“We are taking many steps to make sure that Americans are safe. We are pacing with the government, we are monitoring the COVID-19 virus along with them, and we are responding to the needs that are being asked of us by the federal government,” Dr. Vincent Nelson, Vice President of Medical Affairs and the Interim Chief Medical Officer at BCBSA said, speaking with 104.7 Wonk FM.

“I also set up [a] task force within the [BCBS] association so that we disseminate the correct information that pertains to the COVID-19 virus, and the next steps, should we have persistent transmission within the United States,” Nelson said.

The Surgeon General is warning Americans that running out to buy masks to protect them from the COVID-19 coronavirus, they are not effective. Jerome Adams tweeted that the shortage caused by the panic buying could actually hurt the nation's health because the medical professionals who need them to care for patients may not be able to get them.

Hear the full interview with Dr. Vincent Nelson:

Dr. Vincent Nelson

"Face masks are to be used by persons who are infected so they can reduce their transmission of the disease that they have and healthcare workers who are working directly with those that have the virus," Nelson echoed.

The fear has also affected sales in beer. A new survey suggests some Americans aren't drinking Corona beers due to the coronavirus outbreak. The survey, conducted by 5W Public Relations, says 38 percent of beer drinkers in the U.S. are actively avoiding Corona beers. There is no link between the virus and the alcohol other than sharing a name.

MEXICO-US-ECONOMY

MEXICO-US-ECONOMY

“Well with anything, when you have a certain amount of anxiety in the public, people are naturally searching for solutions and answers, and so frequently people with partial information and what they’ve read and different sources and they’ve pieced it together to these irrational types of solutions to either treating this disease or preventing it,” Nelson said.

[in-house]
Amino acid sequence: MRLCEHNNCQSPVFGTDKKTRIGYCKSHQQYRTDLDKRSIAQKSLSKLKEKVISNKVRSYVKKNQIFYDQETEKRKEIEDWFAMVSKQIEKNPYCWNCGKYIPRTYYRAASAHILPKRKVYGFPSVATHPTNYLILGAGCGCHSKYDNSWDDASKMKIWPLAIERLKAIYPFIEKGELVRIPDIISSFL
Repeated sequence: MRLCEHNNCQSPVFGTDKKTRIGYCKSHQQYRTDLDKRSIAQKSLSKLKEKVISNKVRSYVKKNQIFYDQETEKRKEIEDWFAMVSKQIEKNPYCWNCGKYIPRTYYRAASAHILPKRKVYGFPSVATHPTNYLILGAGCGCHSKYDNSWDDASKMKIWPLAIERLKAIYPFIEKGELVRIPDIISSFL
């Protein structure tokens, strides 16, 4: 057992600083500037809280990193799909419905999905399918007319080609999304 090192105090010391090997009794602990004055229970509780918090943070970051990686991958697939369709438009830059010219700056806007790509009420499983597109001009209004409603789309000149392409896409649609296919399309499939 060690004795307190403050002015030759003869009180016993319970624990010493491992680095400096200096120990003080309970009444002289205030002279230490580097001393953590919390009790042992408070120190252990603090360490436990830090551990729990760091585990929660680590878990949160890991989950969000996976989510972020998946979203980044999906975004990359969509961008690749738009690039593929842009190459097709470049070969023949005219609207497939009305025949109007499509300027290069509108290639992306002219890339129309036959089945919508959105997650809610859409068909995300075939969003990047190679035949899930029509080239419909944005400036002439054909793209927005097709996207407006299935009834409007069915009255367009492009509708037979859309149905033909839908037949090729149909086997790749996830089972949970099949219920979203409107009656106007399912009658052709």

Meanwhile, the U.S. is expanding travel restrictions as the coronavirus spread worldwide. New bans are in place for people who have traveled to Iran as reports emerge today that an adviser to Supreme Leader Ayatollah Ali Khamenei has died from the coronavirus.

A travel advisory is in effect for parts of South Korea and Italy, where the number of reported infections has grown rapidly. President Trump on Sunday said there would be new screening procedures for people coming from "high-risk" countries.

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BRITAIN-HEALTH-VIRUS

Delta and American are both suspending flights between JFK International Airport in New York and Milan's Malpensa Airport in Italy for the next seven or eight weeks. American is also suspending service between Miami and Milan. There are nearly 1,700 COVID-19 cases in Italy and 34 deaths, with Northern Italy hit especially hard.

As far as the virus infecting the markets, a major economic organization is urging governments to act "swiftly and forcefully" against the coronavirus for fear of it cutting global growth in half. The Paris-based group OECD warned that coronavirus could shave up to 1.5 percent off the GDP growth this year alone.

OECD said restrictions on travel and factory closures in China is disrupting the tourism industry, as well as supply chains and commodities. The organization also called on governments to implement temporary measures to help "the most vulnerable social groups."

When it comes to developing a vaccine and curing those who have been diagnosed, the biopharmaceutical industry has been working with the federal government.

"We're collaborating seamlessly with the government and other stakeholders, so we work very closely with NIH, which has expertise in this area, but also has access to the patients that are already affected, and we're working with other government agencies like HHS and the White House to ensure that we're doing everything we can to help in this situation," Steve Ubl, President and CEO of PhRMA to 104.7 Wonk FM.

Listen to the full interview with Steve Ubl here:

Steve Ubl, President and CEO of PhRMA

104.7 WONK-FM · Smart People. News.